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by James Hunter
Download Last of the Free: A Millennial History of the Highlands and Islands of Scotland fb2
Europe
  • Author:
    James Hunter
  • ISBN:
    1840180293
  • ISBN13:
    978-1840180299
  • Genre:
  • Publisher:
    Mainstream Pub Co Ltd; 1st Ed. edition (September 15, 2000)
  • Pages:
    416 pages
  • Subcategory:
    Europe
  • Language:
  • FB2 format
    1435 kb
  • ePUB format
    1184 kb
  • DJVU format
    1424 kb
  • Rating:
    4.6
  • Votes:
    656
  • Formats:
    lit txt doc docx


James Hunter is the author of a number of books on Scottish history including Culloden and the Last Clansman; Glencoe and the Indians; Last of the Free; and A Dance Called America.

James Hunter is the author of a number of books on Scottish history including Culloden and the Last Clansman; Glencoe and the Indians; Last of the Free; and A Dance Called America. Библиографические данные. Last of the Free: A Millennial History of the Highlands and Islands of Scotland Millennial History of the Highlands and Islands of Scotland.

The more recent history of the Highlands and Islands, in Hunter's opinion, has consisted mainly of attempts by the . most histories of Scotland tend to treat as if it amounted to the working out of some divine, and beneficent plan

The more recent history of the Highlands and Islands, in Hunter's opinion, has consisted mainly of attempts by the region's people to regain freedom and rights - including rights to land - of which they were deprived in the Middle Ages and afterwards. most histories of Scotland tend to treat as if it amounted to the working out of some divine, and beneficent plan. It is no surprise, that when in 1707, the Highlands and Islands became a part of the United Kingdom, rather than a part of the former self-governing Scotland which then merged with England, the immediate outcome as far as the Highlands.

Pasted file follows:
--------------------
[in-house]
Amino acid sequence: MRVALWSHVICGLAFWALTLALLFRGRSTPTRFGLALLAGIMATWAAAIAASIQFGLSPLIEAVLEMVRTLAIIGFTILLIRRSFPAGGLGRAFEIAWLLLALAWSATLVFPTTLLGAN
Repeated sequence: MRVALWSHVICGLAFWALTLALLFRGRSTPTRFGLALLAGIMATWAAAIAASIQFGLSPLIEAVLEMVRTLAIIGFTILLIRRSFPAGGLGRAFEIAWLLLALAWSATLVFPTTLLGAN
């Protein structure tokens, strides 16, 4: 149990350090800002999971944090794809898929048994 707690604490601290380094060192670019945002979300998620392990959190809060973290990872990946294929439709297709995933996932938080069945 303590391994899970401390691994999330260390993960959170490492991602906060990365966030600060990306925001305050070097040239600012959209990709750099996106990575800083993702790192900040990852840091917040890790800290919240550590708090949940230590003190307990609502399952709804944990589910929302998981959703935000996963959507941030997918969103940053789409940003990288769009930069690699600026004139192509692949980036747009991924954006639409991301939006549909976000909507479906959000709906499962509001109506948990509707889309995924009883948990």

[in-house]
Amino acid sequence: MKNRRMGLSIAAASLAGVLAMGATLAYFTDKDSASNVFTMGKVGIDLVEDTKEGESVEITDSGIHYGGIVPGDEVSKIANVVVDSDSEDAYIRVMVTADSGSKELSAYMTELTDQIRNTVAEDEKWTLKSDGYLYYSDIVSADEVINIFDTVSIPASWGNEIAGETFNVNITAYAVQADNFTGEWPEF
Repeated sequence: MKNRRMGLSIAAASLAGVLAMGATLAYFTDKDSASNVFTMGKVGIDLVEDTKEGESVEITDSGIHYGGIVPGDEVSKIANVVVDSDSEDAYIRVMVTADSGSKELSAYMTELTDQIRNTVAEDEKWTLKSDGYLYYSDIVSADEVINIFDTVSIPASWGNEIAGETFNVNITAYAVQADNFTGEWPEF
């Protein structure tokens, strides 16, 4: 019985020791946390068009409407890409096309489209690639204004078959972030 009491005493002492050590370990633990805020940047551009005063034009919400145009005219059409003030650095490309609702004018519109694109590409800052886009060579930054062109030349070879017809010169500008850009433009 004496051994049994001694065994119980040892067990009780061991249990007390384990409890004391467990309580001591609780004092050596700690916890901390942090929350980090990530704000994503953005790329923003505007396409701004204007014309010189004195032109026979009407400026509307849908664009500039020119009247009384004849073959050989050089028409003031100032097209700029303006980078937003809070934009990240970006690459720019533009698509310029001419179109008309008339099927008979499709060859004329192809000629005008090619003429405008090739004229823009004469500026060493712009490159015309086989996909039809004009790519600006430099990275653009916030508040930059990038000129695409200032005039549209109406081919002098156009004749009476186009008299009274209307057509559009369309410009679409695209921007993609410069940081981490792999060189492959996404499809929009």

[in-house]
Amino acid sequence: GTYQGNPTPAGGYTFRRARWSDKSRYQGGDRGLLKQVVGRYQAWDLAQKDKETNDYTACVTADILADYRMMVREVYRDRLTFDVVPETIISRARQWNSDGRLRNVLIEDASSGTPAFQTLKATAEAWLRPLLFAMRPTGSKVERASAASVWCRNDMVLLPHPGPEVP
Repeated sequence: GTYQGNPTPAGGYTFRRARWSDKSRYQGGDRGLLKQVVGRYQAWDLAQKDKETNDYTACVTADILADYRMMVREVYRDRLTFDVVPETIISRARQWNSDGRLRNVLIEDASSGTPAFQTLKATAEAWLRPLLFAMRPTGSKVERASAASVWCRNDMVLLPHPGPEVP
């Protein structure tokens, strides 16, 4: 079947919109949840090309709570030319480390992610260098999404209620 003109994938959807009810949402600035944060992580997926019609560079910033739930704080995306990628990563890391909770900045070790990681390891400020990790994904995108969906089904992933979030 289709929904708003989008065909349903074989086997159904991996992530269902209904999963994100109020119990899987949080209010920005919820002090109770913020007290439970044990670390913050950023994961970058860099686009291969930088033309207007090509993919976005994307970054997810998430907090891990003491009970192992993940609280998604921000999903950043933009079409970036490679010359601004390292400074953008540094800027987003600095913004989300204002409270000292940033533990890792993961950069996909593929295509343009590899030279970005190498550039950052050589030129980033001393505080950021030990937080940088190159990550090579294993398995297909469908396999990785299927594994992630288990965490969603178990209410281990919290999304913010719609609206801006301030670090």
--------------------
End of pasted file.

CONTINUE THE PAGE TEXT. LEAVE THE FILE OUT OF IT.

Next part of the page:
Электронная книга "Last of the Free: A History of the Highlands and Islands of Scotland", James Hunter. Эту книгу можно прочитать в Google Play Книгах на компьютере, а также на устройствах Android и iOS. Выделяйте текст, добавляйте закладки и делайте заметки, скачав книгу "Last of the Free: A History of the Highlands and Islands of Scotland" для чтения в офлайн-режиме.

Last of the Free : A Millennial History of the Highlands and Islands of Scotland.

In this book, James Hunter shows how the Highlands and Islands of Scotland have evolved into the way they are now. Their more recent history has consisted mainly of attempts to regain freedoms and rights of which they were deprived in the Middle Ages and afterwards. Those attempts are succeeding, this book argues, should be encouraged by Scotland's new government.

Dr James Hunter CBE (born 1948) is Director for the UHI Centre for History, Chairman of the Isle of Eigg Heritage . Last of the free : a millennial history of the Highlands and Islands of Scotland Edinburgh: Mainstream. Culloden and the last clansman.